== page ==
What are the different types of life insurance?
The most common type of life insurance available in Australia is Term Life Insurance, which is designed to provide your family and loved ones with financial support in the event of your death.
Term life insurance is a cost-effective, easily accessible form of life insurance that suits most people and situations, although some other types of insurance people often consider include:
- Permanent Life Insurance (no longer available in Australia)
- Variable Life Insurance (no longer available in Australia)
- Whole of Life Insurance (no longer available in Australia)
- Critical Illness Insurance
- Child Life Insurance
As everyone has different circumstances and budgets, it’s important to select a life insurance product that meets your needs. With so many insurance providers out there, the features, benefits and costs of different products can vary widely. It’s worthwhile taking the time to compare different life insurance offerings to ensure that you select:
- An insurance provider you know and trust.
- A level of cover that will meet your needs.
- A product that includes the features and benefits you need, rather than simply being the cheapest life insurance product available.
If you don’t choose wisely, you or your loved ones may find that your policy doesn’t deliver what you were expecting at claim time.
Once you’re satisfied that you’ve found a good product, you’re with the right insurer and you have a realistic level of cover in mind, it’s usually a simple task to get a life insurance quote online. This will give you a snapshot of how much you’ll need to pay for your chosen level of cover, and also allow you to compare premiums with other insurers.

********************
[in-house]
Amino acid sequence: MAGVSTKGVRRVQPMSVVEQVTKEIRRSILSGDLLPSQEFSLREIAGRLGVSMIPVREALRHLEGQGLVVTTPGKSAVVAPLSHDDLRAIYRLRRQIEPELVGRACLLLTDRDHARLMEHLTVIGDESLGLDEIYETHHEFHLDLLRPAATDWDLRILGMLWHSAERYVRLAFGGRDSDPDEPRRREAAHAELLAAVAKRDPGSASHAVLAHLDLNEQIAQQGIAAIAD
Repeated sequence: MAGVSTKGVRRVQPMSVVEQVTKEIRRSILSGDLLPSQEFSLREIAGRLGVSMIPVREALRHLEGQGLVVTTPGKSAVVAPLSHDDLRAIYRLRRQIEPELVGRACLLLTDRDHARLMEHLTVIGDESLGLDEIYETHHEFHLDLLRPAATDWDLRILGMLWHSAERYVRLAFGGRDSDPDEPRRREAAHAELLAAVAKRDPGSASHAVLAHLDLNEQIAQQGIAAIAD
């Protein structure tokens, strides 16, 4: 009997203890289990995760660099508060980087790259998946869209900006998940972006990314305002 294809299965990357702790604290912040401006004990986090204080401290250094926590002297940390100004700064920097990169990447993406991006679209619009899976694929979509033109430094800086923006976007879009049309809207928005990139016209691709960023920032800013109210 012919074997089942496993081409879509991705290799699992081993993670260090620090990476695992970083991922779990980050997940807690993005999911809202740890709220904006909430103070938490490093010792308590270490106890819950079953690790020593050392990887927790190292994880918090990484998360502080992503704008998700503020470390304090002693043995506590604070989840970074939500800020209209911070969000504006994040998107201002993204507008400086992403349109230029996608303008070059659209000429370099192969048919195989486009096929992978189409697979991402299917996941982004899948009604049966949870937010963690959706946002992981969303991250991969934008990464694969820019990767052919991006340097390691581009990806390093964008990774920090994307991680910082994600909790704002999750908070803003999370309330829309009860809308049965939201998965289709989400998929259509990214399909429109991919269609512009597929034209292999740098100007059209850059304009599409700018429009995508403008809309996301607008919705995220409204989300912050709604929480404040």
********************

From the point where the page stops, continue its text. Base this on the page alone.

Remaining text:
If you’re looking for relevant and cost-effective Term Life Insurance, AAMI Life Insurance* can help. Your first step is an online quote.
Who needs life insurance?
It’s an unfortunate fact of life that we can’t always protect ourselves and our loved ones from risk and misfortune. That’s why life insurance is valuable throughout life, from starting out in your career, to having a family, and right through to retirement.
While life insurance can benefit most people, it’s considered essential if you have major financial commitments such as a mortgage or personal debts, or financial dependants such as a partner and children. It helps by providing the money your family needs to maintain their lifestyle into the future.
Life insurance can have an important role to play during every stage of life.
Single people without debts or dependants often have no need for life insurance because no one depends on them financially. However, there are exceptions. For instance, some single people may provide financial support for aging parents or siblings. Or, if you’ve bought a house or investment property, you may wish to pass it on, debt-free, to family members.
Another good reason to consider life insurance when you’re single, particularly if you’re young and healthy, is that you’re more likely to be accepted at the cheapest premium rates. By waiting until you’re older, any health complications can make it more difficult and expensive to take out life insurance.
Couples without children
Couples without children may not have the responsibility of child care, school fees and all those extra expenses that go with raising a family, but they’re not without financial obligations.
Consider how much you rely on your partner’s income to maintain your standard of living. As a surviving spouse, would you be able to continue with your mortgage or rent payments? Would you have the financial capacity to take on your combined credit card debts and the car loan?
If your answer is ‘no’, then you may need to review your life insurance needs.
Life insurance is essential once you have a family, and perhaps even more so when you rely on two incomes to make ends meet. In that scenario, the loss of either partner could seriously jeopardise your family’s lifestyle and future.